By Steven Candia
The Chief of Defense Forces (CDF) Gen. Katumba Wamala has warned that the cease fire agreement in South Sudan will continue to be violated by the parties to the conflict for as long as an intervention has not been put in place.
Addressing the press on Tuesday, Katumba observed the need for the much anticipated intervention force to be put in place by the Inter-Governmental Authority on Development (IGAD) if the ceasefire is to hold.
“I think without the intervention force in place, there is a high possibility of the ceasefire being violated by the parties and having those flare ups like what we are seeing in some parts of South Sudan,” Katumba said.
“There is need for the intervention force to be in place and that is when the parties will respect the cease fire,” he said while fielding questions on the situation in South Sudan in light of the cease fire agreement and reports of continued skirmishes.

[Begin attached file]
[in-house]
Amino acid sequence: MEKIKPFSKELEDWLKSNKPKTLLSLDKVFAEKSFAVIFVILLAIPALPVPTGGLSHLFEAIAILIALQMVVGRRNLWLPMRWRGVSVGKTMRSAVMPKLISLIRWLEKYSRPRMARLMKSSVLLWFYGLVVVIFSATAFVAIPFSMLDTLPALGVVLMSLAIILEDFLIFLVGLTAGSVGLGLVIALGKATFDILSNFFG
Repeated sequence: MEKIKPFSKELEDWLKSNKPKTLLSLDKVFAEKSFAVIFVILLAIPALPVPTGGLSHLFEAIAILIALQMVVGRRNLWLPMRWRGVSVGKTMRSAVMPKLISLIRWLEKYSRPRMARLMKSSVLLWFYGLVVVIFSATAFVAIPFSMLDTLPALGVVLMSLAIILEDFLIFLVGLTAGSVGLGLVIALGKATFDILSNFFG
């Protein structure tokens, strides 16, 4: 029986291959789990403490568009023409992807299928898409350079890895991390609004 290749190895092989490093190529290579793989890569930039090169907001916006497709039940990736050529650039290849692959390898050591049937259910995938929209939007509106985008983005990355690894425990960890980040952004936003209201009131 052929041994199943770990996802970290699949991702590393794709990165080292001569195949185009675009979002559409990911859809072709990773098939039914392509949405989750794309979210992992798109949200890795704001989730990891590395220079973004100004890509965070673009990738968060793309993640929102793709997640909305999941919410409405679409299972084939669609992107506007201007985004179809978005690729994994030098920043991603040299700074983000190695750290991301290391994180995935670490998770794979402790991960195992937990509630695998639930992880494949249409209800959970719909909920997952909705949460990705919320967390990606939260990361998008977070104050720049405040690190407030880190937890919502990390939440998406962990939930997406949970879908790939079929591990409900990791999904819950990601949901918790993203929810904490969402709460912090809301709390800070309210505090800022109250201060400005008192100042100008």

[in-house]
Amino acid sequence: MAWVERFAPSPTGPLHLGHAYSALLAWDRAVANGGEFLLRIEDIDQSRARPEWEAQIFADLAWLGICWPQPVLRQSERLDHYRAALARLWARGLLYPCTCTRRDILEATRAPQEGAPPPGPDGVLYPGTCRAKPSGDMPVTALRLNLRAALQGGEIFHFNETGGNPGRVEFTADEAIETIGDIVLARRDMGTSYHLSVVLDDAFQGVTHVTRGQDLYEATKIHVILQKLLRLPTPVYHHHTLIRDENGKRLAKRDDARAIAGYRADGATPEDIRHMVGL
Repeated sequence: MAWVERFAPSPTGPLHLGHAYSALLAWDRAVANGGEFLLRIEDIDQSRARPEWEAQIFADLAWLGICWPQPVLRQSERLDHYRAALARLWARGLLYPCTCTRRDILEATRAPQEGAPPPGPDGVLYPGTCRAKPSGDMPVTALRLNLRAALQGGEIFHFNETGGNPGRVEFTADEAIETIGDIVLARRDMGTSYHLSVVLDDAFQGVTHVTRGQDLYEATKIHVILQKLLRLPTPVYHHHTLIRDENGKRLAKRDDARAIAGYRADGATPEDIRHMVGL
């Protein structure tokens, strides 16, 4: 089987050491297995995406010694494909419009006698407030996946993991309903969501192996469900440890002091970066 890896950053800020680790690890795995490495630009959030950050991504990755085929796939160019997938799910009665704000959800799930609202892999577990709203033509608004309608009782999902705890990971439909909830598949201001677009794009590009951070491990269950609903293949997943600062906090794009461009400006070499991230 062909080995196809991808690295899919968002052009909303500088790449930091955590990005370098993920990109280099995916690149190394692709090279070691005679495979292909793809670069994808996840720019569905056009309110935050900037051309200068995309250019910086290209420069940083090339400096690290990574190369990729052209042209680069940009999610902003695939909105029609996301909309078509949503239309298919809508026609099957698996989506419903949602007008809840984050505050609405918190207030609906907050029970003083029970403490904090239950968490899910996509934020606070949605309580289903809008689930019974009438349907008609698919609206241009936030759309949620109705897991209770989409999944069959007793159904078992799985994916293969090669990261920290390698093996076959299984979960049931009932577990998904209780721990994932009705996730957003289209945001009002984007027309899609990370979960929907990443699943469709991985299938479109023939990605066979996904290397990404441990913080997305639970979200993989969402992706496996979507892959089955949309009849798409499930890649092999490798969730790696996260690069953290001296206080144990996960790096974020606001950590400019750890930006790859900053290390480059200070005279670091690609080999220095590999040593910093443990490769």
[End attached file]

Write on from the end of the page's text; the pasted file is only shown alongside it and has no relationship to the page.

South Sudan President Salva Kiir and his former Vice President turned foe Riek Machar last month signed a peace deal which called for an immediate truce and the formation of a transitional government ahead of the drafting of a new constitution and new elections.
Uganda deployed troops in South Sudan moments after clashes erupted in South Sudan mid-December last year and has raged on for close to six months now.
Speaking on wide ranging of issues related to the UPDF’s involvement in the region, Katumba dismissed fears that the UPDF was involved in clashes in the recent spate of flare ups.
“Our boys are nowhere any near where the fighting is going on. They are so far away and in no harm way,” he said adding that the UPDF which is in South Sudan on the invitation of the government of South Sudan will gladly pull out once the intervention force is in place.
“The north most position our soldiers are in is in Bor and they are there to protect the civilians and to provide security for Juba,” he said adding that the UPDF is in South Sudan to provide an enabling environment for dialogue.
“We believe that the solution to the South Sudan conflict is on the table and not militarily,” he added.
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